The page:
I usually kick off my reviews of book or graphic novel adaptations by talking about how I don’t really read very much, so have no point of reference for the movie/TV version that I’ve watched. Well, despite the fact that I have actually started reading a fair bit since the first lockdown, I’m yet to tackle the hugely successful Reacher series from author Lee Child, a series that has sold more than 100 million worldwide. I have however seen the movies starring Tom Cruise as Reacher, and am also aware of the outrage from fans of the books at what they saw to be a serious piece of miscasting (Reacher being a towering 6’5″ in the books, with Cruise only 5’7″). Now though, Reacher is headed to Prime Video for an eight-episode adaptation of the first volume in the book series, Killing Floor. Hopefully, this version resonates with fans in a way that the movies didn’t.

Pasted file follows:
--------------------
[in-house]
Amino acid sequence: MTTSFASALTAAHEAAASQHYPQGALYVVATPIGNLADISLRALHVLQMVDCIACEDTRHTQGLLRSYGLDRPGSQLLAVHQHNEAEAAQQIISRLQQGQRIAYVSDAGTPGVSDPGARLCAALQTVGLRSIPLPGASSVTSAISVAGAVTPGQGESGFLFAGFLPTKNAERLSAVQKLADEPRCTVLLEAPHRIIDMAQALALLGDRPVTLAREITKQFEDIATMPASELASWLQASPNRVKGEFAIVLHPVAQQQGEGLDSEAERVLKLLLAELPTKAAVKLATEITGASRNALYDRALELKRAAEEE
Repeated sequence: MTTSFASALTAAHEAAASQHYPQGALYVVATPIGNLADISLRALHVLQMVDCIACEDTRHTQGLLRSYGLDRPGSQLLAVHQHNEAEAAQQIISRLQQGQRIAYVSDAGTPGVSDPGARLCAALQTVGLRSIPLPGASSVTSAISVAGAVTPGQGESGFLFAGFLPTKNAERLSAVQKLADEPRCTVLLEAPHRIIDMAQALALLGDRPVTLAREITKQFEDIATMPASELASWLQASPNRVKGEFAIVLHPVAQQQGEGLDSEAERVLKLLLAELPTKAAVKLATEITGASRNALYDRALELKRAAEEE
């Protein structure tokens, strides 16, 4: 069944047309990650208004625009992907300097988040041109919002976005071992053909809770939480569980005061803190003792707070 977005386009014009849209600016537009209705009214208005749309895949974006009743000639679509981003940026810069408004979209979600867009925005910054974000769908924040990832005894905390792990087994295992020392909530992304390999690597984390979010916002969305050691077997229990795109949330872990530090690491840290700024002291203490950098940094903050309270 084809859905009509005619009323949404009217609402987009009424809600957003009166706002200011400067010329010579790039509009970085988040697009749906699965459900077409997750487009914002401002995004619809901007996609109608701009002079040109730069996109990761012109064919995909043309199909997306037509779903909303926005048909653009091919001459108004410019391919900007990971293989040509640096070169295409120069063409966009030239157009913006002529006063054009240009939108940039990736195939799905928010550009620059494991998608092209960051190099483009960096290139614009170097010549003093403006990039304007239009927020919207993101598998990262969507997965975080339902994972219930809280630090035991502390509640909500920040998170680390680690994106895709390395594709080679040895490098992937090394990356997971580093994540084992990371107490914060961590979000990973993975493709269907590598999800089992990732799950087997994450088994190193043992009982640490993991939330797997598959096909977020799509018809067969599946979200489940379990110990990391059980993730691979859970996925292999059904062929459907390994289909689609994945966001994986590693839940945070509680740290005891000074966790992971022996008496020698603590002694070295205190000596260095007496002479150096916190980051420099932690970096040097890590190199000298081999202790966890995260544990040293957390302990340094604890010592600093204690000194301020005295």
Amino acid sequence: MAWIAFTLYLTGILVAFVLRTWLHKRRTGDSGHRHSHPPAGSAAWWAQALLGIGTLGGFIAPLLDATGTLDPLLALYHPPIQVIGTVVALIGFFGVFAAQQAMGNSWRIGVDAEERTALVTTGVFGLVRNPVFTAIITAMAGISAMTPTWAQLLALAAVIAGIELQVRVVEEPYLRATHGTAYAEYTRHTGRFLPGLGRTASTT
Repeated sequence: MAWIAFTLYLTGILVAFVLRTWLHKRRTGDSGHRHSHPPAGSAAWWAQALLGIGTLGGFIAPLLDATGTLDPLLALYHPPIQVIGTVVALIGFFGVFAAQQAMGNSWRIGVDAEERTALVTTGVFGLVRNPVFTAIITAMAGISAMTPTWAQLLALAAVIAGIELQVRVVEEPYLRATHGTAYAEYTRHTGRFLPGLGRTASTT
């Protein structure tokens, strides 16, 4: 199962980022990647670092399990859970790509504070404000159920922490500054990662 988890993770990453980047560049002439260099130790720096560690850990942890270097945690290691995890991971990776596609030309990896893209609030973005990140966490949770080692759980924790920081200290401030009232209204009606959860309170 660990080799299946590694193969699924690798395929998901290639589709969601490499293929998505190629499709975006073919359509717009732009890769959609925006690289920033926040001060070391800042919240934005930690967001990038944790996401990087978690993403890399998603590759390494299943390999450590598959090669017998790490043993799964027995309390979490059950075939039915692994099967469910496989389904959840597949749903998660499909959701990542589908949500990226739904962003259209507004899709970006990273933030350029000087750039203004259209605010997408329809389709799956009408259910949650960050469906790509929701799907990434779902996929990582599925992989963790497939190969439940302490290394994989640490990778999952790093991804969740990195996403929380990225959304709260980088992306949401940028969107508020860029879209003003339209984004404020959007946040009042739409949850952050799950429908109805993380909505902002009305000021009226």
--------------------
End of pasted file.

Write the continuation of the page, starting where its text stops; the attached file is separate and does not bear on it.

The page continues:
We first meet veteran military police investigator Jack Reacher (Alan Ritchson) as he disembarks a bus and heads towards the small town of Margrave, Georgia. These days, Reacher is a drifter, carrying no phone and only the barest of essentials and his arrival happens to coincide with the first homicide that Margrave has experienced in 20 years. As he settles down in the local diner, police swoop in and arrest Reacher for the murder, backed up by witnesses who claim to have seen him fleeing the scene of the crime.